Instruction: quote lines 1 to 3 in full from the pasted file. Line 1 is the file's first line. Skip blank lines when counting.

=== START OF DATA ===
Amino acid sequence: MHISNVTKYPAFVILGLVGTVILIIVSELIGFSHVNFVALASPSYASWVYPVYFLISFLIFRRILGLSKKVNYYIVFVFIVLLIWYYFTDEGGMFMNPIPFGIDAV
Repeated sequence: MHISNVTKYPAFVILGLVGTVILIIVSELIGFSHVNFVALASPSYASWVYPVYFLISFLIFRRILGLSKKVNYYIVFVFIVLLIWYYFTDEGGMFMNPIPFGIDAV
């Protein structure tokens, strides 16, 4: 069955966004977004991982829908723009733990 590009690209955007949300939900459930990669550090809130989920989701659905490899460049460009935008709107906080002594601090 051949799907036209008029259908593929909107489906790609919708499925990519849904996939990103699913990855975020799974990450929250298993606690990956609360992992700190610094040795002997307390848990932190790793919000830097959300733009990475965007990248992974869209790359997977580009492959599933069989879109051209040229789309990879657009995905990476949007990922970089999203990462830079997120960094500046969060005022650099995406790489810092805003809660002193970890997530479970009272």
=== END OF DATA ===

Amino acid sequence: MHISNVTKYPAFVILGLVGTVILIIVSELIGFSHVNFVALASPSYASWVYPVYFLISFLIFRRILGLSKKVNYYIVFVFIVLLIWYYFTDEGGMFMNPIPFGIDAV
Repeated sequence: MHISNVTKYPAFVILGLVGTVILIIVSELIGFSHVNFVALASPSYASWVYPVYFLISFLIFRRILGLSKKVNYYIVFVFIVLLIWYYFTDEGGMFMNPIPFGIDAV
């Protein structure tokens, strides 16, 4: 069955966004977004991982829908723009733990 590009690209955007949300939900459930990669550090809130989920989701659905490899460049460009935008709107906080002594601090 051949799907036209008029259908593929909107489906790609919708499925990519849904996939990103699913990855975020799974990450929250298993606690990956609360992992700190610094040795002997307390848990932190790793919000830097959300733009990475965007990248992974869209790359997977580009492959599933069989879109051209040229789309990879657009995905990476949007990922970089999203990462830079997120960094500046969060005022650099995406790489810092805003809660002193970890997530479970009272």